Italian Flavors: Amalfi Coast Lemon
- WTI Magazine #97 Nov 18, 2017
The Amalfi Coast represents a mirabile example of how the agricultural landscape can characterize a geographic area. The sweet degrading of the terraced gardens with lemon groves, the evocative contrast of colors between the green of the leaves and the blue of the sea, the penetrating scent of zagare (lemon blossoms), make the Amalfi Coast a unique landscape in its kind. It's this "the country where the lemons bloom", whose beauty has been a lot admired from poets and artists of all the times.
It's sure that Amalfi lemons were known during the Roman time: some mosaics and frescoes of Ercolano and Pompei reveal it. The lemons were initially used for their aesthetic and aromatic qualities and were cultivate just as ornamental plants.
The presence of lemon groves along the Amalfi Coast in ancient times is mentioned in numerous historical documents. The Arabs, during their expansion and conquests, introduced the lemon to Spain and Sicily, and from there to Campania region. The true development of lemon growing in the Amalfi area, however, was mainly due to the proven need of this fruit following the discovery of its great usefulness for preventing scurvy, a disease caused by a deficiency of vitamin C, in which citrus fruits are notoriously rich. For this reason, already in the eleventh century, the Amalfi Republic decreed that its ships should always be stocked with supplies of lemons. Between 1400 and 1800, the demand for Amalfi lemons was very high, also from other countries, particularly those of northern Europe, due to their use in preventing scurvy. The local historian Matteo Camera wrote that in 1600 "lemons were shipped from Minori to other Italian markets, together with limoncello and cetrangoli (bitter oranges)". Thus, along the coast, the "lemon gardens," as lemon groves are called in this area, gradually increased in number and size over the centuries, through an enormous human undertaking to reclaim steep and inaccessible terrain for agriculture. After 1500 the lemon presence in the area was documented by several authors and in a XVII century text a "limon amalphitanus" is mentioned, whose characteristics are very similar to the Amalfi Coast "sfusato". Many documents and photographs of the XX century reveal the intense commercial traffic for the shipment of lemons and other citrus produced on the Amalfi area.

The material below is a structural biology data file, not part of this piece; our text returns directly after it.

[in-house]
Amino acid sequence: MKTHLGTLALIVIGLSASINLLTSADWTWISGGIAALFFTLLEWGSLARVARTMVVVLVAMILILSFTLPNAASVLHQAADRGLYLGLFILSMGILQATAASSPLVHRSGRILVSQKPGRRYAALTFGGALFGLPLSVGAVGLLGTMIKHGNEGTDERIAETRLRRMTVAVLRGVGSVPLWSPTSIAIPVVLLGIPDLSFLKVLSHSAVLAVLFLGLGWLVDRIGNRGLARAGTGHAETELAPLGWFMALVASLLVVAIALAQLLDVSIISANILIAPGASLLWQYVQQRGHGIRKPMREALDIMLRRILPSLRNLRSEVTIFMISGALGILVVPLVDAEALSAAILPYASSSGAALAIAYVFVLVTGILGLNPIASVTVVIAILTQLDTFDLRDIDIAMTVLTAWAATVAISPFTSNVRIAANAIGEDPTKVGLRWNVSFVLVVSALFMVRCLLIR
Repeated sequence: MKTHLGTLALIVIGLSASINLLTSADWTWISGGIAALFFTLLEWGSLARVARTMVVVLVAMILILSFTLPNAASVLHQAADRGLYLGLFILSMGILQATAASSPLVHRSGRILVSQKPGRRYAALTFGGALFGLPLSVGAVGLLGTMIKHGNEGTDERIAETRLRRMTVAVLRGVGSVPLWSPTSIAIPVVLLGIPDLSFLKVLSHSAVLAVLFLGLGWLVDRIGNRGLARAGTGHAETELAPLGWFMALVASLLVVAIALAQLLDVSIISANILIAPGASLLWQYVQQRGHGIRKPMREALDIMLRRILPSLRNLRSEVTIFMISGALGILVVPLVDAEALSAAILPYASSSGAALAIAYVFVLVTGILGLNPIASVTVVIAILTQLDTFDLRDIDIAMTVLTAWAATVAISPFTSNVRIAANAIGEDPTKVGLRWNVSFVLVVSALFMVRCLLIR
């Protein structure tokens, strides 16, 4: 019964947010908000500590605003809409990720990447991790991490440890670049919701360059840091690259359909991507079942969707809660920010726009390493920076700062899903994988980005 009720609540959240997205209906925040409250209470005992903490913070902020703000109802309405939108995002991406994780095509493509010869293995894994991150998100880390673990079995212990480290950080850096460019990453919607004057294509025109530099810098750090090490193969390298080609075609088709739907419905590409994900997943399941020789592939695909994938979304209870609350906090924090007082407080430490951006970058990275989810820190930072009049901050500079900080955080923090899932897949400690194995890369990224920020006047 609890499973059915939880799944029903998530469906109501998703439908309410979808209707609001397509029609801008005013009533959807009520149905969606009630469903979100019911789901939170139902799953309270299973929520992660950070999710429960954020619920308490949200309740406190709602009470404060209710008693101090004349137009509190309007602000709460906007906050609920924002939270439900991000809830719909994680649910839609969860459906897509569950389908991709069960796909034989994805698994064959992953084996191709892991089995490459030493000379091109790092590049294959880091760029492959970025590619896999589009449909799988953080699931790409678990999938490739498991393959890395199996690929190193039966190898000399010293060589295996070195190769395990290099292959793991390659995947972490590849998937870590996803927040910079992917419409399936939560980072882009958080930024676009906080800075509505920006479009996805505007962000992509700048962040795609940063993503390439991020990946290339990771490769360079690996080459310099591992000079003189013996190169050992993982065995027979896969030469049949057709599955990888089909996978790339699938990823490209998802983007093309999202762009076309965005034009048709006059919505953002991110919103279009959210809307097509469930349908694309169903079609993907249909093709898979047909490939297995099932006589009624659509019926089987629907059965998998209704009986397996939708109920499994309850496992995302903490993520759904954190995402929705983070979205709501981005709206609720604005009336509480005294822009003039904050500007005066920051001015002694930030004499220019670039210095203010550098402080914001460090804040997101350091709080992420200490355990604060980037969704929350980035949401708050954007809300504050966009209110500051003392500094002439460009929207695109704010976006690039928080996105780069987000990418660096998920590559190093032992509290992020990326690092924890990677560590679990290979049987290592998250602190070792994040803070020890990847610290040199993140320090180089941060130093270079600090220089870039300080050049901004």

The name of the sfusato amalfitano variety, used for Protected Geographical Indication "Limone Costa d'Amalfi", captures two important aspects: the tapered shape of the fruit, expressed by "sfusato", and the area in which it was developed over time: the Amalfi Coast.
PGI "Amalfi Coast" lemon is a product with very refined and renowned characteristics: the skin is of medium thickness, with a particularly pale yellow colour and has an intense aroma and fragrance, thanks to its wealth of essential oils and terpenes. The flesh is juicy and slightly acidic, with few seeds. It is a medium-large size lemon (each fruit weighs at least 100 grams) and one of the varieties richest in vitamin C.
PGI "Amalfi Coast" lemon is considered an outstanding commercial product, both for sale of the fresh fruit and for the production of the famous "limoncello".
The typical cultivation in terraces along the steep slopes of the coast helps to give PGI "Amalfi Coast" lemons their unique quality characteristics and make their legendary "gardens" famous throughout the world. The lemons are picked several times each year, although the most important harvest is in the spring-summer period, between March and the end of July.
Due to their intense fragrance, thick skin, juicy, semi-sweet pulp and virtual lack of seeds, PGI "Amalfi Coast" lemons are widely used in cooking. They are often served in their natural state, as a salad dressing. Another typical use of lemons in the Amalfi Coast area is as a condiment. The best chefs in the area have made of it a culinary attraction par excellence. Some bars in the area even serve "coffee with lemon".
The use of sfusato amalfitano also extends to the confectionery sector, as the unmistakable fragrance of this precious fruit forms the basis of many local specialities, such as the legendary "delizie", "limoncello baba", cakes, profiteroles, chocolates and other local confectionery.
The production area
The PGI "Amalfi Coast" lemons are grown in all the towns of the Amalfi Coast: Amalfi, Atrani, Cetara, Conca dei Marini, Furore, Maiori, Minori, Positano, Praiano, Ravello, Scala, Tramonti, Vietri sul Mare.
By Consorzio di Tutela Limone Costa d'Amalfi IGP